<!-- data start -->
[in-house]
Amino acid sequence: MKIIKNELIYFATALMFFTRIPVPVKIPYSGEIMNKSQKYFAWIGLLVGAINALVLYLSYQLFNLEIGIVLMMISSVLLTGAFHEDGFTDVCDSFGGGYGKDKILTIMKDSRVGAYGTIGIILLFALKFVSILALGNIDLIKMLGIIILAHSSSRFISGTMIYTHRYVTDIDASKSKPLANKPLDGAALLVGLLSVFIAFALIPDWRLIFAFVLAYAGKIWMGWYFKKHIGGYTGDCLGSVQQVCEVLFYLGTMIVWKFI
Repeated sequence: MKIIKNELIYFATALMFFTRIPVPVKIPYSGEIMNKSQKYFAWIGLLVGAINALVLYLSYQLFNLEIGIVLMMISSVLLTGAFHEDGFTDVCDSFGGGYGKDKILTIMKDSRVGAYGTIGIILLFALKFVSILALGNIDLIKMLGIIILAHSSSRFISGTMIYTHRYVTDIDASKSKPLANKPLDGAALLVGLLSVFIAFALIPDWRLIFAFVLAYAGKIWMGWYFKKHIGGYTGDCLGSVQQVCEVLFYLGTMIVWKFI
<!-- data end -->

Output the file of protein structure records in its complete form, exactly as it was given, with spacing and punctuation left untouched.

[in-house]
Amino acid sequence: MKIIKNELIYFATALMFFTRIPVPVKIPYSGEIMNKSQKYFAWIGLLVGAINALVLYLSYQLFNLEIGIVLMMISSVLLTGAFHEDGFTDVCDSFGGGYGKDKILTIMKDSRVGAYGTIGIILLFALKFVSILALGNIDLIKMLGIIILAHSSSRFISGTMIYTHRYVTDIDASKSKPLANKPLDGAALLVGLLSVFIAFALIPDWRLIFAFVLAYAGKIWMGWYFKKHIGGYTGDCLGSVQQVCEVLFYLGTMIVWKFI
Repeated sequence: MKIIKNELIYFATALMFFTRIPVPVKIPYSGEIMNKSQKYFAWIGLLVGAINALVLYLSYQLFNLEIGIVLMMISSVLLTGAFHEDGFTDVCDSFGGGYGKDKILTIMKDSRVGAYGTIGIILLFALKFVSILALGNIDLIKMLGIIILAHSSSRFISGTMIYTHRYVTDIDASKSKPLANKPLDGAALLVGLLSVFIAFALIPDWRLIFAFVLAYAGKIWMGWYFKKHIGGYTGDCLGSVQQVCEVLFYLGTMIVWKFI